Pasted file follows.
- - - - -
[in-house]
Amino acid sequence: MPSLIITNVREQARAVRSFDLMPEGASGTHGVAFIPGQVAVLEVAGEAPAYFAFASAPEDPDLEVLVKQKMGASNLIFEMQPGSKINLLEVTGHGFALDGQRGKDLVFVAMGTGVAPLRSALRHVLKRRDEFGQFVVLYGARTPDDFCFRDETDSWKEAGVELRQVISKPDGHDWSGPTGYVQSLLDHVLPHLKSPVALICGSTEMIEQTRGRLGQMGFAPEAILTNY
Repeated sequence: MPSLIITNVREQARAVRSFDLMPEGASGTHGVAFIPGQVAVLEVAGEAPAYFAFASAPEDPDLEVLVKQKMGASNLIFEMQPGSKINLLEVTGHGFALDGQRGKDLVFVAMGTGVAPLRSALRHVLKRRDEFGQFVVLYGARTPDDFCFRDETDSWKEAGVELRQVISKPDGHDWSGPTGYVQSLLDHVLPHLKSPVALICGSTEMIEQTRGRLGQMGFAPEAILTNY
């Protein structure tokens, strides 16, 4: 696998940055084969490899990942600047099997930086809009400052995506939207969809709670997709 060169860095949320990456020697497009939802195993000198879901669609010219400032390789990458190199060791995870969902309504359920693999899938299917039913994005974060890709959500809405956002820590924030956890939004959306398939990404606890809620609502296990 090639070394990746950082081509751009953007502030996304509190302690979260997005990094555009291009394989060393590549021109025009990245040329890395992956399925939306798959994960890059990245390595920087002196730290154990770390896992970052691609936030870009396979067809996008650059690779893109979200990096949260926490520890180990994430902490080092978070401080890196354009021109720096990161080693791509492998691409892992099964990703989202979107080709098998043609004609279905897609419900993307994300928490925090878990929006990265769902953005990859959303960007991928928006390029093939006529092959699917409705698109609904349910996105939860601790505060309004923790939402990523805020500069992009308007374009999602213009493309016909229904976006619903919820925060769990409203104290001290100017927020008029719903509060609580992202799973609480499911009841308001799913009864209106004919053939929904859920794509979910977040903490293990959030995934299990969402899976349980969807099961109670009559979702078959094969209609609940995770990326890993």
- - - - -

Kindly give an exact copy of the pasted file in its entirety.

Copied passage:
[in-house]
Amino acid sequence: MPSLIITNVREQARAVRSFDLMPEGASGTHGVAFIPGQVAVLEVAGEAPAYFAFASAPEDPDLEVLVKQKMGASNLIFEMQPGSKINLLEVTGHGFALDGQRGKDLVFVAMGTGVAPLRSALRHVLKRRDEFGQFVVLYGARTPDDFCFRDETDSWKEAGVELRQVISKPDGHDWSGPTGYVQSLLDHVLPHLKSPVALICGSTEMIEQTRGRLGQMGFAPEAILTNY
Repeated sequence: MPSLIITNVREQARAVRSFDLMPEGASGTHGVAFIPGQVAVLEVAGEAPAYFAFASAPEDPDLEVLVKQKMGASNLIFEMQPGSKINLLEVTGHGFALDGQRGKDLVFVAMGTGVAPLRSALRHVLKRRDEFGQFVVLYGARTPDDFCFRDETDSWKEAGVELRQVISKPDGHDWSGPTGYVQSLLDHVLPHLKSPVALICGSTEMIEQTRGRLGQMGFAPEAILTNY
């Protein structure tokens, strides 16, 4: 696998940055084969490899990942600047099997930086809009400052995506939207969809709670997709 060169860095949320990456020697497009939802195993000198879901669609010219400032390789990458190199060791995870969902309504359920693999899938299917039913994005974060890709959500809405956002820590924030956890939004959306398939990404606890809620609502296990 090639070394990746950082081509751009953007502030996304509190302690979260997005990094555009291009394989060393590549021109025009990245040329890395992956399925939306798959994960890059990245390595920087002196730290154990770390896992970052691609936030870009396979067809996008650059690779893109979200990096949260926490520890180990994430902490080092978070401080890196354009021109720096990161080693791509492998691409892992099964990703989202979107080709098998043609004609279905897609419900993307994300928490925090878990929006990265769902953005990859959303960007991928928006390029093939006529092959699917409705698109609904349910996105939860601790505060309004923790939402990523805020500069992009308007374009999602213009493309016909229904976006619903919820925060769990409203104290001290100017927020008029719903509060609580992202799973609480499911009841308001799913009864209106004919053939929904859920794509979910977040903490293990959030995934299990969402899976349980969807099961109670009559979702078959094969209609609940995770990326890993």